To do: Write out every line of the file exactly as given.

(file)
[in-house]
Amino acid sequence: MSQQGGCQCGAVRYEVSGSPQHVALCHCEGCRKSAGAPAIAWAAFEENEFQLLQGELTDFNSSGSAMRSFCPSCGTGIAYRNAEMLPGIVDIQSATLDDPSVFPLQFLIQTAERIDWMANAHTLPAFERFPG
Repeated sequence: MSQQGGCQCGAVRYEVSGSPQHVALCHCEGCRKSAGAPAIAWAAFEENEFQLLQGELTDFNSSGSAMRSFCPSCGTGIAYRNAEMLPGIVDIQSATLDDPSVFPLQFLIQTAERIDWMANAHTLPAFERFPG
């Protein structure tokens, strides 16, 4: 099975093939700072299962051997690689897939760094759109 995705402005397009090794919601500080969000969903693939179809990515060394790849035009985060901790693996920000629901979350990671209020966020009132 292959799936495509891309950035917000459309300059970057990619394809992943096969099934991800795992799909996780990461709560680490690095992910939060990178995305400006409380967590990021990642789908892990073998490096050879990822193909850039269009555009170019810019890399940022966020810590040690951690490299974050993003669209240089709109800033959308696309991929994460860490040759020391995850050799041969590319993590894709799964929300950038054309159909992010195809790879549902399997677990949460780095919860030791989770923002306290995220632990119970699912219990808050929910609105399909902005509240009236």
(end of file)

[in-house]
Amino acid sequence: MSQQGGCQCGAVRYEVSGSPQHVALCHCEGCRKSAGAPAIAWAAFEENEFQLLQGELTDFNSSGSAMRSFCPSCGTGIAYRNAEMLPGIVDIQSATLDDPSVFPLQFLIQTAERIDWMANAHTLPAFERFPG
Repeated sequence: MSQQGGCQCGAVRYEVSGSPQHVALCHCEGCRKSAGAPAIAWAAFEENEFQLLQGELTDFNSSGSAMRSFCPSCGTGIAYRNAEMLPGIVDIQSATLDDPSVFPLQFLIQTAERIDWMANAHTLPAFERFPG
């Protein structure tokens, strides 16, 4: 099975093939700072299962051997690689897939760094759109 995705402005397009090794919601500080969000969903693939179809990515060394790849035009985060901790693996920000629901979350990671209020966020009132 292959799936495509891309950035917000459309300059970057990619394809992943096969099934991800795992799909996780990461709560680490690095992910939060990178995305400006409380967590990021990642789908892990073998490096050879990822193909850039269009555009170019810019890399940022966020810590040690951690490299974050993003669209240089709109800033959308696309991929994460860490040759020391995850050799041969590319993590894709799964929300950038054309159909992010195809790879549902399997677990949460780095919860030791989770923002306290995220632990119970699912219990808050929910609105399909902005509240009236």